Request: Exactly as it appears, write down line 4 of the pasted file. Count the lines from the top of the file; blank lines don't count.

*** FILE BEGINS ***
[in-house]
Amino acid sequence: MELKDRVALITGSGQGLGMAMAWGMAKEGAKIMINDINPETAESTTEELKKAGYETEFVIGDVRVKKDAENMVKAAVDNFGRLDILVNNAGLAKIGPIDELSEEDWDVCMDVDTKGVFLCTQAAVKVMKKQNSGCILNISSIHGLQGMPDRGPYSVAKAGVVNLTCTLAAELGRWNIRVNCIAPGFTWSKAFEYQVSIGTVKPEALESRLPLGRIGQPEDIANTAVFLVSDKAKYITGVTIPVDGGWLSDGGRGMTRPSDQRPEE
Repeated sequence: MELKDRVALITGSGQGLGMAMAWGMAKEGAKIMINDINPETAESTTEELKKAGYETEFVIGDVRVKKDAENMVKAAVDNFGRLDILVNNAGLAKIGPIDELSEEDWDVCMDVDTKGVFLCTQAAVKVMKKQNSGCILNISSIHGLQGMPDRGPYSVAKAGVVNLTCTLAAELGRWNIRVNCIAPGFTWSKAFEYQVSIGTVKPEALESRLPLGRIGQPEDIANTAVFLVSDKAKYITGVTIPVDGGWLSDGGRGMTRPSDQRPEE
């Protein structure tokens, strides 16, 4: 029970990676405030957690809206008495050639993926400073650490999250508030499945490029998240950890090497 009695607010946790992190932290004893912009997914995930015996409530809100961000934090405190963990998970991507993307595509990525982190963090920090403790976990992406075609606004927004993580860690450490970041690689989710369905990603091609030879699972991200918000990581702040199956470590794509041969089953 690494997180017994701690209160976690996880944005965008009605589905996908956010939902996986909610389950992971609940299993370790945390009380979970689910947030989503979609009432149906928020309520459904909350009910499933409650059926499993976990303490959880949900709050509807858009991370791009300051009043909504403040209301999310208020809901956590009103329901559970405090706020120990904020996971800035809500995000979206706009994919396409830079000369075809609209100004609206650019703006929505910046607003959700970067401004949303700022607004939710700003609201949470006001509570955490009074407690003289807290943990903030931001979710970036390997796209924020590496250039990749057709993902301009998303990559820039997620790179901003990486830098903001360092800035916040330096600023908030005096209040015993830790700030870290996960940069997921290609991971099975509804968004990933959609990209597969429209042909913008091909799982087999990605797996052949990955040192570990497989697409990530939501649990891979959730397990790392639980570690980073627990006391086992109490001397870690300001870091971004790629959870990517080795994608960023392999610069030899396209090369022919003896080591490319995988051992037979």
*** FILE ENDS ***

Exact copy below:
């Protein structure tokens, strides 16, 4: 029970990676405030957690809206008495050639993926400073650490999250508030499945490029998240950890090497 009695607010946790992190932290004893912009997914995930015996409530809100961000934090405190963990998970991507993307595509990525982190963090920090403790976990992406075609606004927004993580860690450490970041690689989710369905990603091609030879699972991200918000990581702040199956470590794509041969089953 690494997180017994701690209160976690996880944005965008009605589905996908956010939902996986909610389950992971609940299993370790945390009380979970689910947030989503979609009432149906928020309520459904909350009910499933409650059926499993976990303490959880949900709050509807858009991370791009300051009043909504403040209301999310208020809901956590009103329901559970405090706020120990904020996971800035809500995000979206706009994919396409830079000369075809609209100004609206650019703006929505910046607003959700970067401004949303700022607004939710700003609201949470006001509570955490009074407690003289807290943990903030931001979710970036390997796209924020590496250039990749057709993902301009998303990559820039997620790179901003990486830098903001360092800035916040330096600023908030005096209040015993830790700030870290996960940069997921290609991971099975509804968004990933959609990209597969429209042909913008091909799982087999990605797996052949990955040192570990497989697409990530939501649990891979959730397990790392639980570690980073627990006391086992109490001397870690300001870091971004790629959870990517080795994608960023392999610069030899396209090369022919003896080591490319995988051992037979």